Is having a sound financial system in a country wishful thinking?
Each time our financial sector has gone amiss one way or another, there have been questions asked about the parameters within which it operated, whether the rules of operation were fair to customers, whether someone was in charge to prevent operators from abusing and, most importantly, whether the public was in safe hands for the money they entrusted to financial operators.
In the sugarcane days, brokers (courtiers) who were also money-lenders were variously accused of cheating on the more or less illiterate planters and producers, depriving them surreptitiously of their lands at times or charging exorbitant interest rates. Moneylenders were often accused of the same abuses.
In reply to such concerns, the colonial government enacted various laws to ensure a more balanced relationship between operators and their “clients” – Companies Act, Banking Act, Insurance Act, Cooperative Societies Act, Money Lenders Ordinance, etc. The laws made financial operators answerable to the colonial Financial Secretary. A Comptroller of Insurance was set up to see to it that insurance companies did not invest policyholders’ money in smoke screens. The Chamber of Brokers (Chambre des Courtiers) regulated itself under the guidance of the elders for the rather sparse stock trading which used to take place infrequently at the time.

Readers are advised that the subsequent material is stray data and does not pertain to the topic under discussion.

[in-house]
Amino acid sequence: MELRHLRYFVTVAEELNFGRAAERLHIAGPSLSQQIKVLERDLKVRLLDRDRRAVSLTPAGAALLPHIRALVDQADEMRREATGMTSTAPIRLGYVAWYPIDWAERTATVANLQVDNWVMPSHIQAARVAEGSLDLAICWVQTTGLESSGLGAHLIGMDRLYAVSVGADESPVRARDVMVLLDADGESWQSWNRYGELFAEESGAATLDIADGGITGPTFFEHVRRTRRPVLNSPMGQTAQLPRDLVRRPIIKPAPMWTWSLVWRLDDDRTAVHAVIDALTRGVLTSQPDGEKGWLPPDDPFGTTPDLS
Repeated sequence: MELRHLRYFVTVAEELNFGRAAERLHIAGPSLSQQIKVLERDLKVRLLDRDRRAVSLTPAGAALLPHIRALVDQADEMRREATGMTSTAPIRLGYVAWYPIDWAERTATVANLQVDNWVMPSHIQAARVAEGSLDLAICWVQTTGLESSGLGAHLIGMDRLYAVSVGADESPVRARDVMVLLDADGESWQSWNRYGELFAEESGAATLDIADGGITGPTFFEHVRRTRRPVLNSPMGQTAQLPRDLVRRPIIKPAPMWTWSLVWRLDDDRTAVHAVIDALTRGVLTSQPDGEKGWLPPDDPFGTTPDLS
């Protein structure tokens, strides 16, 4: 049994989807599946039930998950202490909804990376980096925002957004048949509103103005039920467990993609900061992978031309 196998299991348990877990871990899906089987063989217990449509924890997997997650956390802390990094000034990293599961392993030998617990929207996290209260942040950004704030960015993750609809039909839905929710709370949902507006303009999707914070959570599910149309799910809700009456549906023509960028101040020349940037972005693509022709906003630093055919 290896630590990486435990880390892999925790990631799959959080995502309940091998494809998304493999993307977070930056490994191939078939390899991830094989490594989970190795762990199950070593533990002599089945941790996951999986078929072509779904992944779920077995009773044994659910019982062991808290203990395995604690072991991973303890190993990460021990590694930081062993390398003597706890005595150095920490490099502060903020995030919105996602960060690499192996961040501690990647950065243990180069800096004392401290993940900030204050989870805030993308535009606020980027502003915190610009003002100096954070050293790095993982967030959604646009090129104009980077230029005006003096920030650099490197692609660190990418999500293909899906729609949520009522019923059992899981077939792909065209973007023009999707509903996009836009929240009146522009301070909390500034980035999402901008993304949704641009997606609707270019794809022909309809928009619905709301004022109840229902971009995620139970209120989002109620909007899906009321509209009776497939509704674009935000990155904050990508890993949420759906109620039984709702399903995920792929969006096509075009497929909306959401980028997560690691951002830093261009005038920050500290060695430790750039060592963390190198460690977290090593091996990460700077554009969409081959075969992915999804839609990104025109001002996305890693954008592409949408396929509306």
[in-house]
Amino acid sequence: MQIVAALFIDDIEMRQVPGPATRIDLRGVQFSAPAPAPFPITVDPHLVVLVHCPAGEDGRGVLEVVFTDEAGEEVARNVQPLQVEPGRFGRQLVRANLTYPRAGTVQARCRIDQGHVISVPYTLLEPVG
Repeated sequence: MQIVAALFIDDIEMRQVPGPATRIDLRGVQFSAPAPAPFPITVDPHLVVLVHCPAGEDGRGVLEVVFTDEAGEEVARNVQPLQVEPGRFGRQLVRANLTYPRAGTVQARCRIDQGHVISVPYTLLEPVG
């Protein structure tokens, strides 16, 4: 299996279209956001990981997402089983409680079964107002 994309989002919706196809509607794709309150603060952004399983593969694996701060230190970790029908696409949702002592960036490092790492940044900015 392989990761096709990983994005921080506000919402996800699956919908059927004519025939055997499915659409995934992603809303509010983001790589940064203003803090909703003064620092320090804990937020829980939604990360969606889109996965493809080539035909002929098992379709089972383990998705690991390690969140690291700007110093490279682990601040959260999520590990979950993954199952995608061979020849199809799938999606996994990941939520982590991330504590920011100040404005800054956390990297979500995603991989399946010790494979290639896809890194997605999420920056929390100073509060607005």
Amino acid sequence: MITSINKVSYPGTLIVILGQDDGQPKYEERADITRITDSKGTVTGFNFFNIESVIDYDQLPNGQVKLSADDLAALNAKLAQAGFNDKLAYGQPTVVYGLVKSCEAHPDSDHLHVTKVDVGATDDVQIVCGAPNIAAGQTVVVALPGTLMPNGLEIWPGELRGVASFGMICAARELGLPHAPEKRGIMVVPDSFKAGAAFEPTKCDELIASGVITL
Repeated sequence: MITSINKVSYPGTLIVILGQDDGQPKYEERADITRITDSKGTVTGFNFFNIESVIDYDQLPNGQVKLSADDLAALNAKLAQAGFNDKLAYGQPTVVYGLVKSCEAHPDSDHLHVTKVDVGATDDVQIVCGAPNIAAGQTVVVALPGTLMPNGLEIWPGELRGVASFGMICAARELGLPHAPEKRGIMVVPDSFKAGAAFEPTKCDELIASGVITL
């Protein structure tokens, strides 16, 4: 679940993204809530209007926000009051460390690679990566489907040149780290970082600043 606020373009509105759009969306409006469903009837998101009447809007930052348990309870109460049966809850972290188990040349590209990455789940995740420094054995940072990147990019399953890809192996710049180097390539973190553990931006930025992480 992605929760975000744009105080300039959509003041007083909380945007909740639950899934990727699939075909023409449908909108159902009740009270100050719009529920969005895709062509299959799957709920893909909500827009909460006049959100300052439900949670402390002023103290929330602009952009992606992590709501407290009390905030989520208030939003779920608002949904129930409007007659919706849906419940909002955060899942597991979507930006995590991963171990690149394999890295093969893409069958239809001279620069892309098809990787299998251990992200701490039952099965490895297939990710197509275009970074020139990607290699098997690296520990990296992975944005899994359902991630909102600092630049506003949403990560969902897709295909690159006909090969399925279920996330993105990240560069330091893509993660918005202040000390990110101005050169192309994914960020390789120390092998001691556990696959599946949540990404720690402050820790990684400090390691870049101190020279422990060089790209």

Financial institutions have become much more complex over time just like the range of services they offer. This has not only required new legislations to be enacted from time to time. It has also been accompanied by a battery of regulations issued by specialized regulators to ensure the safe conduct of business by our numerous financial institutions.
Nevertheless, accidents of varying degrees of importance have kept happening in our financial sector. This has sparked questions as to whether those who have been put in charge to regulate them have actually been doing their jobs. The answer is not so simple but here are a few examples of recent miscarriages in the local financial sector.
Things that misfired
A couple years back, Mauritius was suddenly taken in by some unusual financial scandals. The business was hosted by fake financial companies called Sunkai, Whitedot, and what have you. Their product marketing had mostly been done by discreet “satisfied” previous customers against “interesting” commissions. It was discovered that there was a black hole at the heart of these operators; most of the money entrusted to them had somehow vanished.
Despite the law providing that even individual moneychangers have to first obtain an authorization before engaging in financial operations, these companies had not deemed it fit to seek any such authorization. For the simple reason that they presumed they were conducting the unmarked financial operations, which they felt were uncircumscribed by existing financial legislation and regulations.
The authorities appear to have become aware of them only when the scandal came out in public, that is, at the time the first victims of the scheme exposed them. All the fantastic returns they had promised those who had entrusted their funds to them melted into thin air. Liabilities ran into the several hundreds of millions. The matter is unresolved to this day.